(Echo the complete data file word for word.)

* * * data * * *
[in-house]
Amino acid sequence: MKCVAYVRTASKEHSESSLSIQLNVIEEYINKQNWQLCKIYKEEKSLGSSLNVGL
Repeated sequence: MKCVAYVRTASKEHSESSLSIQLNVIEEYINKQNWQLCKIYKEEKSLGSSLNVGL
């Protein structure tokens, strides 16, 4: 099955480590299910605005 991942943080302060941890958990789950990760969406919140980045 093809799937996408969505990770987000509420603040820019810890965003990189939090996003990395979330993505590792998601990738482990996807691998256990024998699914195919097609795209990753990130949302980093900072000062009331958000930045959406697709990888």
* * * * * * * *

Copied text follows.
[in-house]
Amino acid sequence: MKCVAYVRTASKEHSESSLSIQLNVIEEYINKQNWQLCKIYKEEKSLGSSLNVGL
Repeated sequence: MKCVAYVRTASKEHSESSLSIQLNVIEEYINKQNWQLCKIYKEEKSLGSSLNVGL
């Protein structure tokens, strides 16, 4: 099955480590299910605005 991942943080302060941890958990789950990760969406919140980045 093809799937996408969505990770987000509420603040820019810890965003990189939090996003990395979330993505590792998601990738482990996807691998256990024998699914195919097609795209990753990130949302980093900072000062009331958000930045959406697709990888």